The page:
In Gloucestershire, health chiefs are increasingly concerned at the lack of NHS dentists. In January this year, there was a significant underspend for NHS dental services of around £5mn. The reason given is difficulty in attracting dentists to the county, with a shortage of at least 31 full-time equivalent dentists.
The situation in neighbouring Oxfordshire is no better. A report from Healthwatch Oxfordshire this year included a ‘mystery shopper’ exercise which involved contacting 76 dental practices in Oxfordshire to ask staff “Are you taking on adults or children for NHS dentistry?” Of the 71 who responded, just four were accepting adult NHS patients and 17 were accepting children. Here are some of the comments from patients:
Dental contracts are commissioned, and payments received, in units of dental activity (UDAs). One of the major reasons cited for the unwillingness of dentists to come to the South West is the low UDA, as costs have risen with no proportionate increase in contract value. In recent years there has been a mass exodus to the private sector by dentists. An estimated 3,000 dentists have quit the NHS. Many claim that it is no longer viable to offer NHS treatment.
The British Dental Association calls the current system ‘dysfunctional’ for both patients and dentists. In response to the new NHS plan, it notes that plans to boost dentist numbers represents “an exercise in futility without first tackling the failed, underfunded systems driving practitioners out of the NHS”. It is not enough to train and recruit more dentists who are likely to choose private practice.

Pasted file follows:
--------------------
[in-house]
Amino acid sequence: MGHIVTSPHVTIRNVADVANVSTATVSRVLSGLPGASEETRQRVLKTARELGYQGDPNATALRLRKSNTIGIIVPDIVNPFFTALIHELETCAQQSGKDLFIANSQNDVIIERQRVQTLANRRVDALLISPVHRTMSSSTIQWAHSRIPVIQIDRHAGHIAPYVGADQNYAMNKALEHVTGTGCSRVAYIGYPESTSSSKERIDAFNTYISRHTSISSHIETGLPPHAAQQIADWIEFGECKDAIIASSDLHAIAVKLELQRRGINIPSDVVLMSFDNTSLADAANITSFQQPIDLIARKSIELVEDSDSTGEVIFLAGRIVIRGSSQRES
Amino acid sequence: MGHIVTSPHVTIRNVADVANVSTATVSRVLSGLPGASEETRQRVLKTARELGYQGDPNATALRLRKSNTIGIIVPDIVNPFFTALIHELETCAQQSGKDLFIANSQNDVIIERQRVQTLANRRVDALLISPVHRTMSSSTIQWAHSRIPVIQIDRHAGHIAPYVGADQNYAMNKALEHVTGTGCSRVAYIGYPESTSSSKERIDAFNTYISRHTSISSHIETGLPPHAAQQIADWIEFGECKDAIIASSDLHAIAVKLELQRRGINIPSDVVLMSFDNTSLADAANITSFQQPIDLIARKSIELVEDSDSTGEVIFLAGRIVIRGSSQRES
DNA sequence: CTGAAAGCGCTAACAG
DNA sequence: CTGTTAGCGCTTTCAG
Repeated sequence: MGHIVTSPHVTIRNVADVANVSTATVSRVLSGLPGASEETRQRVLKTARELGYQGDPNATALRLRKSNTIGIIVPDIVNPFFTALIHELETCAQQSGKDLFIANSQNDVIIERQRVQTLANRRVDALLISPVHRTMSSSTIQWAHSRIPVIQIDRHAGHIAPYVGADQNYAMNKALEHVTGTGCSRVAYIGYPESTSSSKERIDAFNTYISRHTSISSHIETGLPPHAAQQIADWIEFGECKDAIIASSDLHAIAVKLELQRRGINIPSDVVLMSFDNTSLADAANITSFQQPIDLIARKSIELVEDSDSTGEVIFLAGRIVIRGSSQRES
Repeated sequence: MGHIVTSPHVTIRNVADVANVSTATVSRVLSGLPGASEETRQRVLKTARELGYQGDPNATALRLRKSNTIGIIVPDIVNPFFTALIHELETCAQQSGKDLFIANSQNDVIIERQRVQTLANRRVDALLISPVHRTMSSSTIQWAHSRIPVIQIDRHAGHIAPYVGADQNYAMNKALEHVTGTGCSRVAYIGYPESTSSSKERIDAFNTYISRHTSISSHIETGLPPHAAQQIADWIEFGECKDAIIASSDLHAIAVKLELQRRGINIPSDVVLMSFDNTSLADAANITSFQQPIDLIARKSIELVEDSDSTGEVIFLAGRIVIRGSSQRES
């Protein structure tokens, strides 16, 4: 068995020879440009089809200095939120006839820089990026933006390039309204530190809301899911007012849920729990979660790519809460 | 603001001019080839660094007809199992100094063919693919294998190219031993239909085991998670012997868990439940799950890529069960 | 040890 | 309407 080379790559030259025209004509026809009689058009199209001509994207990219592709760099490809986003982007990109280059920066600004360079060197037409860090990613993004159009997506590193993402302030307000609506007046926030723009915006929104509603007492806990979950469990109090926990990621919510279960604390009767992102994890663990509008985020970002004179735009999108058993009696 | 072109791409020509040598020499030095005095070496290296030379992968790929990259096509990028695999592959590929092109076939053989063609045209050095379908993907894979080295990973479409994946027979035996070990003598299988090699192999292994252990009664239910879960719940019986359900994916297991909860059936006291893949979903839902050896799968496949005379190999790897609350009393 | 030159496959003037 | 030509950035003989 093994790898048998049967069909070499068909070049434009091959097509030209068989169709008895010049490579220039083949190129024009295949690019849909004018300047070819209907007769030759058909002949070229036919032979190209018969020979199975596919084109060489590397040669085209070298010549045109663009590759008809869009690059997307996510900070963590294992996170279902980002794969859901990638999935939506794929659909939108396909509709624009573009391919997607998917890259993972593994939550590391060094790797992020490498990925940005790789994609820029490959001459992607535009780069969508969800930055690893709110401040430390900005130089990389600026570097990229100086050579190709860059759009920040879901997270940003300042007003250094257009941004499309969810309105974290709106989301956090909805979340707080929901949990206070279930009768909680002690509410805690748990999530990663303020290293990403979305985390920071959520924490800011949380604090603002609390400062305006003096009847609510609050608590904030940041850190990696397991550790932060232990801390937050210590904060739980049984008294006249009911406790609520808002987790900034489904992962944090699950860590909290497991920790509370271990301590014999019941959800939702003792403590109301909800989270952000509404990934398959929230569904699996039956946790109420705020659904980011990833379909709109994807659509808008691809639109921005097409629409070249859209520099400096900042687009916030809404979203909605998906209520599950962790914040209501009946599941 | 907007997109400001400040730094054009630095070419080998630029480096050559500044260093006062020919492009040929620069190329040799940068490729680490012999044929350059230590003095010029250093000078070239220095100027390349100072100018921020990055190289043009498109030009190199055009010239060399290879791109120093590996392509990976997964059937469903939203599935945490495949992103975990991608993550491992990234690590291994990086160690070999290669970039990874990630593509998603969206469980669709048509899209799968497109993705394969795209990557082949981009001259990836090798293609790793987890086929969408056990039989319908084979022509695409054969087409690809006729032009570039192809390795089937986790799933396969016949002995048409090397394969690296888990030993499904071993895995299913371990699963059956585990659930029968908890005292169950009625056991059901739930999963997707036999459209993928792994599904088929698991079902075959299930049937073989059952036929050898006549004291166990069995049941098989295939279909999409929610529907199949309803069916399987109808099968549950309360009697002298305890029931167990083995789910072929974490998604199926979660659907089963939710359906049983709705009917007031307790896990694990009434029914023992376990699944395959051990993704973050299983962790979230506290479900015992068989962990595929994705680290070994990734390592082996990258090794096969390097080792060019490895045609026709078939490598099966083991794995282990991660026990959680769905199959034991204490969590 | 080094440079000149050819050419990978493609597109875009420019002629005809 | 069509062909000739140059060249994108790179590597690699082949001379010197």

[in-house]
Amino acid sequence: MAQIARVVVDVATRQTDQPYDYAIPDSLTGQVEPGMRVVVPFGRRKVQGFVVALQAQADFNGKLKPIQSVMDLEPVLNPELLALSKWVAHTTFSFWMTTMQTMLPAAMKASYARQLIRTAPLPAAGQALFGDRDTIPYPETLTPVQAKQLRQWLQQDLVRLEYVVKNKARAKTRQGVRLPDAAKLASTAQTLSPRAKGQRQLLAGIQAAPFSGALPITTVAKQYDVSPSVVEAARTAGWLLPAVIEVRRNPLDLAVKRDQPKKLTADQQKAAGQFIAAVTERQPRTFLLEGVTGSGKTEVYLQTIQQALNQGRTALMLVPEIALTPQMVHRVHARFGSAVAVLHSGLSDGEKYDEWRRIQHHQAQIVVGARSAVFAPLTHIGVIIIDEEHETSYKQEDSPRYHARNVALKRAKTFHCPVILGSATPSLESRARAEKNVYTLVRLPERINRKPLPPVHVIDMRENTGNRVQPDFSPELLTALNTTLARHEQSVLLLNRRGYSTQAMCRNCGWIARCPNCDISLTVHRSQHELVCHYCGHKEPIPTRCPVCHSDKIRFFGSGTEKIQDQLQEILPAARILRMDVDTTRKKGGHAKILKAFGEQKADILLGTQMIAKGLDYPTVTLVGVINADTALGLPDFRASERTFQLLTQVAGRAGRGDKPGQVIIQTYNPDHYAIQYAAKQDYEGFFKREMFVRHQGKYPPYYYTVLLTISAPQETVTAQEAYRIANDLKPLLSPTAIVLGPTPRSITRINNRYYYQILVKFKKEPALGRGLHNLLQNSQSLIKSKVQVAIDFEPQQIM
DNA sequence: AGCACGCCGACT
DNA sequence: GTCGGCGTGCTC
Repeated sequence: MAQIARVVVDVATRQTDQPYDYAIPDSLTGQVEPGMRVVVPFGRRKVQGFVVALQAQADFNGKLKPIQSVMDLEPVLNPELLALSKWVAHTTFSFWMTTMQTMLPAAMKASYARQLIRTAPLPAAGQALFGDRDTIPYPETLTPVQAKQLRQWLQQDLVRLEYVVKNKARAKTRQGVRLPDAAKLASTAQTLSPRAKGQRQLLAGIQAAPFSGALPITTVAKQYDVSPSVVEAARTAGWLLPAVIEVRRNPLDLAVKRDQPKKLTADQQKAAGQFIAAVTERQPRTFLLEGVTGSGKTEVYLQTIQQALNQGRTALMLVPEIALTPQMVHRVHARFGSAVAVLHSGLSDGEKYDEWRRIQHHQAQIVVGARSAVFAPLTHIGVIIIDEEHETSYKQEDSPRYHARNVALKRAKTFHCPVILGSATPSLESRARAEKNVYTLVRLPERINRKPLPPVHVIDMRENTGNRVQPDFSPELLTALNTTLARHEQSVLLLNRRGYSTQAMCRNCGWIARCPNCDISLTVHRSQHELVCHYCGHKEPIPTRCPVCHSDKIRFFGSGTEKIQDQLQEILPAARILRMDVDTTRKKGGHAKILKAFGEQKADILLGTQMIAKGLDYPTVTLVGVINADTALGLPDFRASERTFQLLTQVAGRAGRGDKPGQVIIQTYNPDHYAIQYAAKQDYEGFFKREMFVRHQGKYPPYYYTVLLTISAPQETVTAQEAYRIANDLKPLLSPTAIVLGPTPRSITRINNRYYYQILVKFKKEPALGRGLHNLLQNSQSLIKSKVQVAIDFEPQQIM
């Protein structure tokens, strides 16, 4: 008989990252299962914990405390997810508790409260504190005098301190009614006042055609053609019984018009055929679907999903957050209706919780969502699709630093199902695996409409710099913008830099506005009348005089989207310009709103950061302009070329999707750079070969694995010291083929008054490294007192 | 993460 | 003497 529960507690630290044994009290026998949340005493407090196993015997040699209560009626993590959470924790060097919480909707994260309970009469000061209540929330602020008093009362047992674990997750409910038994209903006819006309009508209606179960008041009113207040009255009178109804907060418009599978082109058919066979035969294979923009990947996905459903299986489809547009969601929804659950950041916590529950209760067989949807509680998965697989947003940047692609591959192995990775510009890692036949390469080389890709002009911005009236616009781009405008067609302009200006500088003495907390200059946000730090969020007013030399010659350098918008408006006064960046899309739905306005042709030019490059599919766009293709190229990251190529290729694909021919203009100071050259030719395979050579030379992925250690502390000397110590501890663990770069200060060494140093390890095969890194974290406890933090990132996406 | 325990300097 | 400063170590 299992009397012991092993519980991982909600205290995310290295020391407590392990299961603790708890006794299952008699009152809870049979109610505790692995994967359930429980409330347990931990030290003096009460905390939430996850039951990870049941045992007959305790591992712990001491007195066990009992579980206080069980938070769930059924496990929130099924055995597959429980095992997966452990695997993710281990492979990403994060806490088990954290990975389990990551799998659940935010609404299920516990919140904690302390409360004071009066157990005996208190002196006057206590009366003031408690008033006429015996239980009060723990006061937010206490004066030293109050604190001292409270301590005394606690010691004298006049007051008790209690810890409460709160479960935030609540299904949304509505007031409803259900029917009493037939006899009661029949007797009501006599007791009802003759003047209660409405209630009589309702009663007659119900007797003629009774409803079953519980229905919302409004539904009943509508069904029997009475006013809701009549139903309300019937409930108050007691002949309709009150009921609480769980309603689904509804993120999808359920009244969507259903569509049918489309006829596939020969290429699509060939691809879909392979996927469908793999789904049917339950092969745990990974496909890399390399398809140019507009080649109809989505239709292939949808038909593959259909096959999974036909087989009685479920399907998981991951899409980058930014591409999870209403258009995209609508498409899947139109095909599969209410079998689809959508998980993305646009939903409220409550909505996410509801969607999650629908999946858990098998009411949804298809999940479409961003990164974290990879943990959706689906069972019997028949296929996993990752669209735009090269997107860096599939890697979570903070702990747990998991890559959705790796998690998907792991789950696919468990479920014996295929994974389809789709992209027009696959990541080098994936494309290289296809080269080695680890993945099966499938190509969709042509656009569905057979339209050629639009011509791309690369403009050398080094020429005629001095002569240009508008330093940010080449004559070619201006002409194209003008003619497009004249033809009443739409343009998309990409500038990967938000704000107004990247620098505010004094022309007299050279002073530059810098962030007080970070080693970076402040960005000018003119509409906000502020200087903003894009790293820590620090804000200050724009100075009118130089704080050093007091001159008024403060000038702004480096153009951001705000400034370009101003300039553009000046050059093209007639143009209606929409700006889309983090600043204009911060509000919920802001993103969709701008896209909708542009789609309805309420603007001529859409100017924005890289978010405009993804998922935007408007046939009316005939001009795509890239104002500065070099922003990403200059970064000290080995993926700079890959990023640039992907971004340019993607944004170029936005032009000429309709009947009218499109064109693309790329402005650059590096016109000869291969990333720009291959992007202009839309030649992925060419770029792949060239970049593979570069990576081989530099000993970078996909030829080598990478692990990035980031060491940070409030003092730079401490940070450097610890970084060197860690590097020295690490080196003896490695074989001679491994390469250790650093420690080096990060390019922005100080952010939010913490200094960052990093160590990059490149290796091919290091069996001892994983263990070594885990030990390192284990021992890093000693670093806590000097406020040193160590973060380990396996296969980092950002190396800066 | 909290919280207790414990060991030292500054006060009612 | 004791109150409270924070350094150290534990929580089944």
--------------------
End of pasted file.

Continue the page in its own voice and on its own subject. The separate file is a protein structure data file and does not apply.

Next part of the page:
Addressing the issues?
Consistently, both the government and the Department of Health and Social Care have said that they are “committed” to addressing the issues of access to dental care as part of the ‘levelling up’ agenda. Daisy Cooper MP raised the access crisis in parliament earlier this year. She pointed out that while a one off, time-limited emergency sum of £5mn was given to fund emergency appointments, it was not very successful, failing to create a significant number of new appointments. In her own constituency, St Albans, not a single extra appointment was generated.
The prime minister, whose immaculate teeth suggest that he is a stranger to NHS dentistry, speaking at the launch of the new NHS plan, said that “one example of reform is in dentistry, where we can have people who are not dentists, where, umm, what are they called, therapists, one of the roles where we expect them to do more dental work” to much derision on Twitter. So there we have it, once again out of touch, the voice of extreme privilege with absolutely no understanding of what it is like to not be able to find a dentist or afford private health care.
Such an appalling situation is happening in England today, in a dental desert. It is the result of years of difficulties between dentists and the NHS, over the system of payments. People are driven to pay for private treatment because they have no alternative; others, who cannot pay, suffer and may even resort to DIY to ease their pain. This is dangerous. During the cost-of-living crisis when the most vulnerable are choosing between heating and eating, taking care of oral health, visiting the dentist regularly for check-ups and treatment is impossible because there are no available NHS dentists.
Was this dental desert really the kind of vision the founders of the NHS had in mind?’